Since 2009 I have been knocked from my bike twice, once by a driver making a right turn without indicating, just in front of me, and once by a lorry changing lanes from the outside lane, though the inside lane and into the cycle lane!
My last two end to ends were a quest to find a safer route. Okay, it wasn’t hard to find a safer route than my original one but I wanted one as safe as possible without detouring miles and miles away from a relatively straight line. I was spurred on by the news of two fatalities on the A30: end to end charity cyclists on their first day. The lorry driver that mowed them down has recently been sentenced to eight years. Click here for my earlier rant on the sentence.
The first attempt was good but still had some very dangerous stretches in it. So I re-routed and set off again. This time the route was much quieter and safer.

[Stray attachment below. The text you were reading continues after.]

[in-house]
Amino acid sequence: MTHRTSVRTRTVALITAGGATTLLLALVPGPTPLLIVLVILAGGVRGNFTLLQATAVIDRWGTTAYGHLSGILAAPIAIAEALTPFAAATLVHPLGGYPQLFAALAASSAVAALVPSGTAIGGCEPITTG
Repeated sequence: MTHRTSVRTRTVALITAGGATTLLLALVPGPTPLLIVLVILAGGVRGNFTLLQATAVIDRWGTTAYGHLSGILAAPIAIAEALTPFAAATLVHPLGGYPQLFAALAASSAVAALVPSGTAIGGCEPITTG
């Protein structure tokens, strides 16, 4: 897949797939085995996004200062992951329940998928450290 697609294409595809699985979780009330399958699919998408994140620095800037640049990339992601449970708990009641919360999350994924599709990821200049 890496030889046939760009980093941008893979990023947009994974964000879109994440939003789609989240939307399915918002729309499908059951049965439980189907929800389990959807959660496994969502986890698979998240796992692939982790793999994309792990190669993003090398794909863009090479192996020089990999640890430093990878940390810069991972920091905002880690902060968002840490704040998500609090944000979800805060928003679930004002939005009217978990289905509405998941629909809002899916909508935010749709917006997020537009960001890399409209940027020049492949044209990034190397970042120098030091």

However, just whilst I am in the process of creating the route as a set of downloadable gpxs, news of another end to end fatality has hit us. Again a lorry is involved and the cyclist was on her first day, this time starting from John O’Groats. (Link to story).
The accident happened in Bettyhill, right in the north of Scotland, the cyclist probably following the popular route to Lairg. I haven’t ridden on the road in question but imagine it is probably one of the quietest roads in the country. It has left me with the question hanging, can I promote a safer cycling route when cyclists are being killed on ‘safe’ roads? Is cycling end to end inherently dangerous and should I be encouraging people to cycle it at all?